Analysis: Talking over Iran's shoulder

Main purpose of Rice's announcement was to convince Russia and China that US was exhausting all diplomatic channels.

June 1, 2006 00:09
1 minute read.
Analysis: Talking over Iran's shoulder

rice, bush 298.88. (photo credit: AP)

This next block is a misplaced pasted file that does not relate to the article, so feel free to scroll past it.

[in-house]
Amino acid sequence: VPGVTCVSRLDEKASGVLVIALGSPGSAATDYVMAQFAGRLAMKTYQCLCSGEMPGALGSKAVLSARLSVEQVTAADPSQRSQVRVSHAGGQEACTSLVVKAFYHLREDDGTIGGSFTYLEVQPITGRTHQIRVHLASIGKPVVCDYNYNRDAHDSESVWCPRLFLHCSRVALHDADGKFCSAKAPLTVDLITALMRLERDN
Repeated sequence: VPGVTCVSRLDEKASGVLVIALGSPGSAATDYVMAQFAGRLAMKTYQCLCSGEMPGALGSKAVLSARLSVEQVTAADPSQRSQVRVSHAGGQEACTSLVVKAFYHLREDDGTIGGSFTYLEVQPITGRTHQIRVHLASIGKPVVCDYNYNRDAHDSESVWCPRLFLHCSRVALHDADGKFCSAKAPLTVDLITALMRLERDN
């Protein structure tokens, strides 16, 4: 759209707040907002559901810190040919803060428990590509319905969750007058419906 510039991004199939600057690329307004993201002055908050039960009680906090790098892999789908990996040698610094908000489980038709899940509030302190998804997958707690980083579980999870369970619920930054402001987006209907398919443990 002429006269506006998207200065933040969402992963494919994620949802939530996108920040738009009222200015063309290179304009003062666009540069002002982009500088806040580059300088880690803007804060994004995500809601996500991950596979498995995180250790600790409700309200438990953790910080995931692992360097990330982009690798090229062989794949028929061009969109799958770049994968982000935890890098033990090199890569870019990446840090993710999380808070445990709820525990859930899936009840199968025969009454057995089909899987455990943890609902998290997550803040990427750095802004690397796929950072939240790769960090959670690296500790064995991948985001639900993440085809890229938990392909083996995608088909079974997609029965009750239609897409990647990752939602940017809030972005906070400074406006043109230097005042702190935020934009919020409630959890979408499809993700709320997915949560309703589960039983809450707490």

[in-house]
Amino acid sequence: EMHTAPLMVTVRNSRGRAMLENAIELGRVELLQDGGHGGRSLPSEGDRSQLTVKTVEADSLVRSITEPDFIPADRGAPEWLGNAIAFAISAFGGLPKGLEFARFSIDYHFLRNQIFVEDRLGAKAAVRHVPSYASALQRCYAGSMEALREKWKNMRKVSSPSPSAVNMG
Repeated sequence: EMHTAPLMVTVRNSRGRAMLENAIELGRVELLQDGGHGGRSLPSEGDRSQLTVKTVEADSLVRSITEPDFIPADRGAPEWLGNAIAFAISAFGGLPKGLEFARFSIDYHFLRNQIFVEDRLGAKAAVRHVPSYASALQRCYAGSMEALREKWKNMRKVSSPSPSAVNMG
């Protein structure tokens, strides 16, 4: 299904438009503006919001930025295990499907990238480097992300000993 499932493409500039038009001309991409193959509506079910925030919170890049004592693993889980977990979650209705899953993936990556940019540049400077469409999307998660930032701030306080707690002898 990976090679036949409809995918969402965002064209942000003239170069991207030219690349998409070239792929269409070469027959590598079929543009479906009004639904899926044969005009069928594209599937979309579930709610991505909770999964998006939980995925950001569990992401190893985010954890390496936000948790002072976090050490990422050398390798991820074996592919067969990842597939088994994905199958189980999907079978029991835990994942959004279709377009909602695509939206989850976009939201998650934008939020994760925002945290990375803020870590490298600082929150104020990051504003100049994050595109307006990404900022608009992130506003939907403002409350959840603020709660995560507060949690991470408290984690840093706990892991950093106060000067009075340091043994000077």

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Although the US offer to join the multilateral talks with Iran was conveyed directly to Teheran - and even translated into Farsi on the State Department's Web site - it is actually meant to reach other ears. The main purpose of Wednesday's announcement by Secretary of State Condoleezza Rice was to convince Russia and China that the US was exhausting all diplomatic channels before moving forward on the path to sanctions. The Russians and Chinese have been skeptical from day one about the threat that Iran poses and the need to take action to stop its nuclear program. US diplomats have been told time and again by their counterparts in Moscow and Beijing that there was still a long road ahead before approving sanctions and that negotiations with President Mahmoud Ahmadinejad's regime should be seriously considered. The US concluded that only by reaching out directly to Iran could it convince Russia and China that it had made every effort to avoid sanctions. Yet the US declaration that it was willing to talk was given only after it was assured the offer would be rewarded by Russian-Chinese openness to the idea of Security Council-imposed sanctions. By agreeing to take part in direct negotiations, the US also fended off complaints by Europeans that its refusal to participate in the talks undermined the prospect of reaching an agreement with Iran. Washington delivered its invitation to Iran with a fair amount of mistrust and criticism. At her State Department press conference, Rice made no effort to express much hope that something would come out of talks with Iran. She said the offer was "an opportunity for the world to clarify Iran's intentions. And it's an opportunity for Iran to make its intentions clear." Asked what was unclear about Teheran's intentions, Rice said she thought most of the evidence showed that Iran did not intend to comply with the demands of the international community. But still, for the US it is now a win-win situation. If Iran surprises the world and declares it accepts the conditions and is willing to discuss the package offered by the US and Europe, it will be seen as a huge victory for American diplomacy. On the other hand, if - as expected - Iran doesn't comply with the demand to stop nuclear enrichment, the US will be able to tell the world that it went the extra mile and that it is now time to take action.

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